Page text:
Sequencing of gut microbiome and bloodstream infection isolates identifies gut as the potential source of infection
This is a summary of our DalMUG journal club discussion of this paper written by Jacob Nearing
This paper brings advances in next generation sequencing to the clinic by sequencing bloodstream infection isolates and the corresponding patient’s gut microbiome. They then use this data in their new tool StrainSifter in an attempt to determine whether or not the gut microbiome is the source of infection. We enjoyed reading this paper as it showed a clear clinical use of next generation sequencing in the context of infectious diseases. They presented evidence that challenges the general assumption that non-enteric infections such as Pseudomonas aeruginosa come from the skin or environmental sources.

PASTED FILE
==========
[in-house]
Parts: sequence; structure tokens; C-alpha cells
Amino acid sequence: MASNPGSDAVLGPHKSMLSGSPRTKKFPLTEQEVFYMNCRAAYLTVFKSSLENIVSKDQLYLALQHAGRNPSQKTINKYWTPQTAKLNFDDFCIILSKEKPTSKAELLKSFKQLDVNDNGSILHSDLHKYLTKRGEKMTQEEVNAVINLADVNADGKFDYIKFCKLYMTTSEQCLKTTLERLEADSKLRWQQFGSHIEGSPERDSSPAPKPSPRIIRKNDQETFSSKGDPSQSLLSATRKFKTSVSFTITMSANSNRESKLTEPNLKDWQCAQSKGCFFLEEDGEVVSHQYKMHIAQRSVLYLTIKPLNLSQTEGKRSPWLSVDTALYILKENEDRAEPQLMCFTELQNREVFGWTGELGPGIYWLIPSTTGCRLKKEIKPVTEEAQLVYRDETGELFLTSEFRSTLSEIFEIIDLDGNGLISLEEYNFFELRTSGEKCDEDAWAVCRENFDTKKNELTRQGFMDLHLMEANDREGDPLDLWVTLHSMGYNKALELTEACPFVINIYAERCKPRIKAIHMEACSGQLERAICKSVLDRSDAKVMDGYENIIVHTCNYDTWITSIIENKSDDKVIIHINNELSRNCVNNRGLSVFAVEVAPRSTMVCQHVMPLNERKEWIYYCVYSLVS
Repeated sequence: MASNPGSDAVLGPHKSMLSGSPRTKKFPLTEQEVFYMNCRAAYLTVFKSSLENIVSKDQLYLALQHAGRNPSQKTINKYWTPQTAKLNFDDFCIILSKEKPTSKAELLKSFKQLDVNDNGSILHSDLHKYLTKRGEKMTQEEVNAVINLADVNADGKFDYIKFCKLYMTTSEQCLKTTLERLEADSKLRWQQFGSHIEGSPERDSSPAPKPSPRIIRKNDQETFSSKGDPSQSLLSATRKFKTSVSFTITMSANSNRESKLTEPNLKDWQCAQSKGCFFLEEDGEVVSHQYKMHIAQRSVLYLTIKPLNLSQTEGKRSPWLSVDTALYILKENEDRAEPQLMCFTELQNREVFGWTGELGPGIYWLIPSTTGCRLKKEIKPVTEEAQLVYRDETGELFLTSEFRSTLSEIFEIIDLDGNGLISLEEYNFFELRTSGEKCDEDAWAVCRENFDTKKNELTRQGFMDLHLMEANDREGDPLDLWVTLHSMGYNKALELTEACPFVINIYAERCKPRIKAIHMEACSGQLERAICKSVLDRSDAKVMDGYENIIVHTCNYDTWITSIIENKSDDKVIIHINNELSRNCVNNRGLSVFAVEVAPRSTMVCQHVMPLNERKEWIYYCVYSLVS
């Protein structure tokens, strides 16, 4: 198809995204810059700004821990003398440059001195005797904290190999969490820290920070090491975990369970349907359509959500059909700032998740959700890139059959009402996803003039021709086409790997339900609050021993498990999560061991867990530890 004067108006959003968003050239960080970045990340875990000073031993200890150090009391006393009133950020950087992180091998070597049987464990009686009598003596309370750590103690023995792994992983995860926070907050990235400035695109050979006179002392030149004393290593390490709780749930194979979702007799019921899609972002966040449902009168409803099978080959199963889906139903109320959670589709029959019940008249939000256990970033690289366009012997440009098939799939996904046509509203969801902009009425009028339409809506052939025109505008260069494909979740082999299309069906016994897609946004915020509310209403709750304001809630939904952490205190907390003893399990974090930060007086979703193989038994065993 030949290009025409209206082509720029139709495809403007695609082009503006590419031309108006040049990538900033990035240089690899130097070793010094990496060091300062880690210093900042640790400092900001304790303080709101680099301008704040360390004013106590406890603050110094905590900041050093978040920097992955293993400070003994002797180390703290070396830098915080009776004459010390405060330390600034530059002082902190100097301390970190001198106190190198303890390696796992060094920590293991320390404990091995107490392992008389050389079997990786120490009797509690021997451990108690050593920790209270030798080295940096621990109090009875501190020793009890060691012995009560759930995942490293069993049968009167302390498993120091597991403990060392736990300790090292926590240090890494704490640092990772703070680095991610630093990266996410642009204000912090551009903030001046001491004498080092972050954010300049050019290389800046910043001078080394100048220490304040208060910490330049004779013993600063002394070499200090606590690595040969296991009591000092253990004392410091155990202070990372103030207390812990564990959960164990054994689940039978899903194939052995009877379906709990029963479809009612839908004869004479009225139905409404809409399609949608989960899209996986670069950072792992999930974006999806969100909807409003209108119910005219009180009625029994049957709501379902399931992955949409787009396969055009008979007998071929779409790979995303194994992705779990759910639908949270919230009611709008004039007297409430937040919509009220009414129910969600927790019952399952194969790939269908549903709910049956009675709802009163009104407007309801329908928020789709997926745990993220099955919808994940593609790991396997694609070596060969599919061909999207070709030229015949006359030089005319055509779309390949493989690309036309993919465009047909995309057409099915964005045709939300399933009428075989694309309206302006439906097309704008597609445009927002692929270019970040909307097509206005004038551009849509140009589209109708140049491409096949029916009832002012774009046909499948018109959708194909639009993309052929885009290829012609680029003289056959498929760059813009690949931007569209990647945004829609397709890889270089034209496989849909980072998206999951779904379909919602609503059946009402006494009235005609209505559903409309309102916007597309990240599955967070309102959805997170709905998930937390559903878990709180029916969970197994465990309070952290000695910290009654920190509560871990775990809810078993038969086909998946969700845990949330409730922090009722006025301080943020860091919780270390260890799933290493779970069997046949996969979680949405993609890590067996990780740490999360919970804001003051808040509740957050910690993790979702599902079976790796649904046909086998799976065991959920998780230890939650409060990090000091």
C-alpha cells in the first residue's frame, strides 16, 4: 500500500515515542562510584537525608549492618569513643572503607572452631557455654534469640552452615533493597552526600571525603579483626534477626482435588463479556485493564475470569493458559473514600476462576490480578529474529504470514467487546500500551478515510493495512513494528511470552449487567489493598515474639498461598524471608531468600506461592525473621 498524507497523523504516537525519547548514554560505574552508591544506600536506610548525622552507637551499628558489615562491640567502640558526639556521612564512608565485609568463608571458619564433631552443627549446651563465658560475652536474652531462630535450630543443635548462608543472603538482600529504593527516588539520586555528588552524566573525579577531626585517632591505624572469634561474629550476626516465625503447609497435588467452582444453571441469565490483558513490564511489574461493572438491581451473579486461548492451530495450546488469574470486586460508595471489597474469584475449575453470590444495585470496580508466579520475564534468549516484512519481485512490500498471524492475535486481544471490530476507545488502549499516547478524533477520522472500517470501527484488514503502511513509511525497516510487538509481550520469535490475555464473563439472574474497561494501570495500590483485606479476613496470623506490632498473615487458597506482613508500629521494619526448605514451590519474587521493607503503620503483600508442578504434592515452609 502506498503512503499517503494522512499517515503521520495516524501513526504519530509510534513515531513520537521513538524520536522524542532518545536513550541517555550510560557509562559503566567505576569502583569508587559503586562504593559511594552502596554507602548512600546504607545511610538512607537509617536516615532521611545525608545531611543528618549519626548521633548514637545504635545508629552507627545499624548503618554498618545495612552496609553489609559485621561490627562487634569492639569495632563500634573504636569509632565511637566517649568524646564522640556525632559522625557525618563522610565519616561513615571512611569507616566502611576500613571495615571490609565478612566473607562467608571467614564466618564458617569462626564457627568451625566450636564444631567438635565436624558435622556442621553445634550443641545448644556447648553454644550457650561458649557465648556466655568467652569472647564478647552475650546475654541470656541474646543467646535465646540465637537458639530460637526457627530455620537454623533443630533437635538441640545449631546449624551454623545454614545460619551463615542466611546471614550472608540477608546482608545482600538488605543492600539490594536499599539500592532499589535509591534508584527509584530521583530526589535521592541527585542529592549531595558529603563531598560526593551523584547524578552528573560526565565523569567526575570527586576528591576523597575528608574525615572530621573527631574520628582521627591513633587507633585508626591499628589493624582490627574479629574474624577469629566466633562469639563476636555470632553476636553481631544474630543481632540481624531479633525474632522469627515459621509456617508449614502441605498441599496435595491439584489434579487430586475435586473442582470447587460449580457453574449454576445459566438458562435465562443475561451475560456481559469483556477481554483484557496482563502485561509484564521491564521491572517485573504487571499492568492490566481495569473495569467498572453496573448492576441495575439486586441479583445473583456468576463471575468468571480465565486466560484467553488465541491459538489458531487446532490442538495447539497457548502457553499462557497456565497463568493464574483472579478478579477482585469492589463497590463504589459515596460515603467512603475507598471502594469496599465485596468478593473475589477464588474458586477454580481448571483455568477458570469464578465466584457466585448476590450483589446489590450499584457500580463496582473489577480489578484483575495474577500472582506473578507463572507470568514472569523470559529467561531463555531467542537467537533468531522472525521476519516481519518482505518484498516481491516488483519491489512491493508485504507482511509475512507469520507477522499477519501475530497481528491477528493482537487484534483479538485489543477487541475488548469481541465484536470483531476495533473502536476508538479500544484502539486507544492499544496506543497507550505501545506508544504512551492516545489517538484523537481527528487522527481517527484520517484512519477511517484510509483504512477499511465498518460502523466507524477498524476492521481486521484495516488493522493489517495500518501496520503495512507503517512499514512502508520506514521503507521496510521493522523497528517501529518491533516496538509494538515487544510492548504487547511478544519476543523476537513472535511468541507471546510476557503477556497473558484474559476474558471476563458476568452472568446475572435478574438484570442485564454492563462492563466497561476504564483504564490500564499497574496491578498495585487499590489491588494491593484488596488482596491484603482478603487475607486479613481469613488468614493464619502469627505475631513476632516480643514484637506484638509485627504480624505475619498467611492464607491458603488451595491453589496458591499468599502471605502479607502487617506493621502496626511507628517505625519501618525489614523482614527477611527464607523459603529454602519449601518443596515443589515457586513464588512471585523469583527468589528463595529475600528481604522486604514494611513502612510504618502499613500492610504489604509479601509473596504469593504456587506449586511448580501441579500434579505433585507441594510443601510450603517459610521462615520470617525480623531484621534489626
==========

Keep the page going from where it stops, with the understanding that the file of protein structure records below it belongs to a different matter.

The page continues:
Points of Interest
- SNV analysis by StrainSifter shows that in many cases species identified in stool samples are closely related to bloodstream isolates from the same patient.
- As sequencing turnaround time decreases stool samples and or infection isolates may be useful in determining an infection’s antibiotic resistance profile.
- In some cases isolates were placed within the same phylogenetic branch of species from stool samples of multiple patients. This could possibly indicate transfer of pathogens between patients. It would have been nice to see how these samples matched up over time.
- We would be excited to see this tool applied to larger datasets to help identify the source of uncommon clinical infections
Points of Confusion
- It’s difficult to determine a cut-off value for the number of differing SNVs between isolates and species within the stool to confidently call the gut as the source of the bloodstream infections.
- Would have been nice to compare isolates to other types of samples such as samples from in and around the skin or intravenous lines to help confirm the gut as a potential source of infection from non-enteric pathogens.